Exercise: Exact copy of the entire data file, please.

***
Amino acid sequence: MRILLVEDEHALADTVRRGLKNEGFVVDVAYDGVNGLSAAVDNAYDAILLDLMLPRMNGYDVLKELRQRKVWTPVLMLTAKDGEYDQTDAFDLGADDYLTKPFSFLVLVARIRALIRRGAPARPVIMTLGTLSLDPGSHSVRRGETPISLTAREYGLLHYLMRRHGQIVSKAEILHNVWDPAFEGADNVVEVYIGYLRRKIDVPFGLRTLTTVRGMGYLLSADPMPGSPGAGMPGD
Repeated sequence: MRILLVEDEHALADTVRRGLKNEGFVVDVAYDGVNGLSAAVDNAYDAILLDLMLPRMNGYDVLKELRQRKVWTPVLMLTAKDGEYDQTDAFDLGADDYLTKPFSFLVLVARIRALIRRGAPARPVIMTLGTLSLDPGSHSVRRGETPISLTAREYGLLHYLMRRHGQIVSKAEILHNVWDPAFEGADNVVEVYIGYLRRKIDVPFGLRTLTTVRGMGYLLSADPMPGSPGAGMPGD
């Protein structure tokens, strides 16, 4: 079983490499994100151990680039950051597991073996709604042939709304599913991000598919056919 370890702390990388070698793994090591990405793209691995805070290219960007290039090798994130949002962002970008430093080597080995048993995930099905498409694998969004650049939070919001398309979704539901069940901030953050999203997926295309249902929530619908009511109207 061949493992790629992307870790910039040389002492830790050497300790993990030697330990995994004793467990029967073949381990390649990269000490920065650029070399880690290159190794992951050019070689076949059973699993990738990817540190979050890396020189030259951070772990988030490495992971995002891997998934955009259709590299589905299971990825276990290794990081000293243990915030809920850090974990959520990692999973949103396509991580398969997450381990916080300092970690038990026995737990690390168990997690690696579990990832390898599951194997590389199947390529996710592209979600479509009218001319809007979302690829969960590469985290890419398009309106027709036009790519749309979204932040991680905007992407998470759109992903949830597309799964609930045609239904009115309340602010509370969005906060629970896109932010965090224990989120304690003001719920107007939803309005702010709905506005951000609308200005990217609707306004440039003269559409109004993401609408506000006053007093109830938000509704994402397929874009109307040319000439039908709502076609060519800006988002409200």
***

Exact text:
Amino acid sequence: MRILLVEDEHALADTVRRGLKNEGFVVDVAYDGVNGLSAAVDNAYDAILLDLMLPRMNGYDVLKELRQRKVWTPVLMLTAKDGEYDQTDAFDLGADDYLTKPFSFLVLVARIRALIRRGAPARPVIMTLGTLSLDPGSHSVRRGETPISLTAREYGLLHYLMRRHGQIVSKAEILHNVWDPAFEGADNVVEVYIGYLRRKIDVPFGLRTLTTVRGMGYLLSADPMPGSPGAGMPGD
Repeated sequence: MRILLVEDEHALADTVRRGLKNEGFVVDVAYDGVNGLSAAVDNAYDAILLDLMLPRMNGYDVLKELRQRKVWTPVLMLTAKDGEYDQTDAFDLGADDYLTKPFSFLVLVARIRALIRRGAPARPVIMTLGTLSLDPGSHSVRRGETPISLTAREYGLLHYLMRRHGQIVSKAEILHNVWDPAFEGADNVVEVYIGYLRRKIDVPFGLRTLTTVRGMGYLLSADPMPGSPGAGMPGD
């Protein structure tokens, strides 16, 4: 079983490499994100151990680039950051597991073996709604042939709304599913991000598919056919 370890702390990388070698793994090591990405793209691995805070290219960007290039090798994130949002962002970008430093080597080995048993995930099905498409694998969004650049939070919001398309979704539901069940901030953050999203997926295309249902929530619908009511109207 061949493992790629992307870790910039040389002492830790050497300790993990030697330990995994004793467990029967073949381990390649990269000490920065650029070399880690290159190794992951050019070689076949059973699993990738990817540190979050890396020189030259951070772990988030490495992971995002891997998934955009259709590299589905299971990825276990290794990081000293243990915030809920850090974990959520990692999973949103396509991580398969997450381990916080300092970690038990026995737990690390168990997690690696579990990832390898599951194997590389199947390529996710592209979600479509009218001319809007979302690829969960590469985290890419398009309106027709036009790519749309979204932040991680905007992407998470759109992903949830597309799964609930045609239904009115309340602010509370969005906060629970896109932010965090224990989120304690003001719920107007939803309005702010709905506005951000609308200005990217609707306004440039003269559409109004993401609408506000006053007093109830938000509704994402397929874009109307040319000439039908709502076609060519800006988002409200």